Yet she and Wahid--novices at governing--aren't likely to dominate the political scene as did their predecessors. Unlike Suharto and Habibie, Gus Dur likes to delegate authority and likes people with initiative, says political analyst Mohammad Hikam in Jakarta. He will choose aides and ministers that have the same tolerant view. Famously inclusive, Wahid is likely to draw from an ideologically broad spectrum of candidates. Among those being mentioned for cabinet positions are a trio of respected members of Megawati's economic team: Laksamana Sukardi, Kwik Kian Gie and Tjahyo Kumolo. Alwi Shihab, a PKB chairman and a former Harvard University professor, seems headed for the Foreign Ministry. Even two of Suharto's better-known technocrats, former finance ministers Fuad Bawazier and Mar'ie Muhammad, are under consideration.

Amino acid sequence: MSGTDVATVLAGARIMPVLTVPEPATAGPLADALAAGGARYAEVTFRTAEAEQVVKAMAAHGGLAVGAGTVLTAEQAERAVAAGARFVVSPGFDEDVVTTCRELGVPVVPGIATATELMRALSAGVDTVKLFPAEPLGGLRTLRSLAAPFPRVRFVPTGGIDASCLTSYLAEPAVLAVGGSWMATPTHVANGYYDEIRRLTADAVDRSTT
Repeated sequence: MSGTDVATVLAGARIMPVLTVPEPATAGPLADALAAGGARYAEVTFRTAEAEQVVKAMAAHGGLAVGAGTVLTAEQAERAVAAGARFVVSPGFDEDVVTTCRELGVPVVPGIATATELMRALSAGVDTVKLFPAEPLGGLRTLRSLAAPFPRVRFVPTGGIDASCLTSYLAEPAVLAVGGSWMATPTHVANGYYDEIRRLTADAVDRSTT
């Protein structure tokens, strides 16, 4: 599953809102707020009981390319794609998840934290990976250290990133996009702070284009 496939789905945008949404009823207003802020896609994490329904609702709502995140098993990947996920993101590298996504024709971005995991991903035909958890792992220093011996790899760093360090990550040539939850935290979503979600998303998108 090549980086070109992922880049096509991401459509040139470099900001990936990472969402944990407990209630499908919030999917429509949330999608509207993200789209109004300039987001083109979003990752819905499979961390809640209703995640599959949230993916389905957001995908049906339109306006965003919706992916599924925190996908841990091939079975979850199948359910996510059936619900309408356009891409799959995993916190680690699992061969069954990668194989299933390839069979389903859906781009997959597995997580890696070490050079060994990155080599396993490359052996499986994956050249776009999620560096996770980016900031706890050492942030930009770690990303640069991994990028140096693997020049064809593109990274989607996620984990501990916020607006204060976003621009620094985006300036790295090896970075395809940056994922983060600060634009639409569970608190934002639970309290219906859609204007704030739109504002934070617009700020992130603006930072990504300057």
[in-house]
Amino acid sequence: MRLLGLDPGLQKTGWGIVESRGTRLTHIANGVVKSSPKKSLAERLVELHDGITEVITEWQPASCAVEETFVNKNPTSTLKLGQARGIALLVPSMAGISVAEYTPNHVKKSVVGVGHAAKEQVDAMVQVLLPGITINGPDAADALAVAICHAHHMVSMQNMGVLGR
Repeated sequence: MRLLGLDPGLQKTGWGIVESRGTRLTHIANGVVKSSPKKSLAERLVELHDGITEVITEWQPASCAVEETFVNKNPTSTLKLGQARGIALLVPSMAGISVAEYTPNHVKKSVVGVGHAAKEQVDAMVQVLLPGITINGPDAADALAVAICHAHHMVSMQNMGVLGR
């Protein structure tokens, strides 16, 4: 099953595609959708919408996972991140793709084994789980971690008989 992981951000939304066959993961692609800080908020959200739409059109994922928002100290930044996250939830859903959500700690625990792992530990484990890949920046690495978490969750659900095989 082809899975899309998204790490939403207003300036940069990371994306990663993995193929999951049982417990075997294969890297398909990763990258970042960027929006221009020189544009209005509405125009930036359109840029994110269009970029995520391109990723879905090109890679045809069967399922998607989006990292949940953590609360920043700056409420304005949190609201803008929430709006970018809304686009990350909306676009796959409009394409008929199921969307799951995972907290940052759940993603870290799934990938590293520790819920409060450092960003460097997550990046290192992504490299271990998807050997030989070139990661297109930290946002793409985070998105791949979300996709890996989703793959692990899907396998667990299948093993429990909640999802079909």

The governing system already boasts a healthy division of spoils. Opposition leader Amien Rais heads the People's Consultative Assembly (MPR), the body that elected Wahid and that will be responsible for enacting the constitutional changes needed to keep Indonesia on the democratic path. Tough Golkar pol Akbar Tandjung controls the elected lower house of parliament, where the arm-twisting skills he showed last week (many in the party say he was responsible for destroying Habibie's candidacy) should prove useful. And new political reforms promise to even out the power imbalance among the different branches. The once-omnipotent president has been limited to two terms and can no longer single-handedly appoint military commanders or grant political pardons (which must be decided in tandem with a more independent judiciary). Cabinet posts and ambassadorships will have to be approved by parliament, which will also be able to override the president's rejection of particular bills. And legislation now under debate would allow regional parliaments to elect their own governors. We can expect a much more decentralized government under Gus Dur, says political science professor Maswadi Rauf. The new President may have no other choice.